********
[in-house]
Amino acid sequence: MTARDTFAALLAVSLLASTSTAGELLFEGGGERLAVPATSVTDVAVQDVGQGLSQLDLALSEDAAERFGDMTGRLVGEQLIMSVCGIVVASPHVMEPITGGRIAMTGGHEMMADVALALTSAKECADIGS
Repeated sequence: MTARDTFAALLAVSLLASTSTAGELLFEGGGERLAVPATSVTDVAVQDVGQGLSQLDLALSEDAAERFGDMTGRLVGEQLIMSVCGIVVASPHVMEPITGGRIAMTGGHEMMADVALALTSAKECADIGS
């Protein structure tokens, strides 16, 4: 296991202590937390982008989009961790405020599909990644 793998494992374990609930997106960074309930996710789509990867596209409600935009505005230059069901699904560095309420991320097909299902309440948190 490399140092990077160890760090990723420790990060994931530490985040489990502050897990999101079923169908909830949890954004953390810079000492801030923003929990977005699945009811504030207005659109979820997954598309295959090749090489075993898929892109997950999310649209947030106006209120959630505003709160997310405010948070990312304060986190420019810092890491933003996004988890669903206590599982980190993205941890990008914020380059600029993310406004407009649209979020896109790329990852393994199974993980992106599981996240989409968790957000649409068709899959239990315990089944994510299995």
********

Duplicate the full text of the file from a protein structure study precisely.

[in-house]
Amino acid sequence: MTARDTFAALLAVSLLASTSTAGELLFEGGGERLAVPATSVTDVAVQDVGQGLSQLDLALSEDAAERFGDMTGRLVGEQLIMSVCGIVVASPHVMEPITGGRIAMTGGHEMMADVALALTSAKECADIGS
Repeated sequence: MTARDTFAALLAVSLLASTSTAGELLFEGGGERLAVPATSVTDVAVQDVGQGLSQLDLALSEDAAERFGDMTGRLVGEQLIMSVCGIVVASPHVMEPITGGRIAMTGGHEMMADVALALTSAKECADIGS
């Protein structure tokens, strides 16, 4: 296991202590937390982008989009961790405020599909990644 793998494992374990609930997106960074309930996710789509990867596209409600935009505005230059069901699904560095309420991320097909299902309440948190 490399140092990077160890760090990723420790990060994931530490985040489990502050897990999101079923169908909830949890954004953390810079000492801030923003929990977005699945009811504030207005659109979820997954598309295959090749090489075993898929892109997950999310649209947030106006209120959630505003709160997310405010948070990312304060986190420019810092890491933003996004988890669903206590599982980190993205941890990008914020380059600029993310406004407009649209979020896109790329990852393994199974993980992106599981996240989409968790957000649409068709899959239990315990089944994510299995």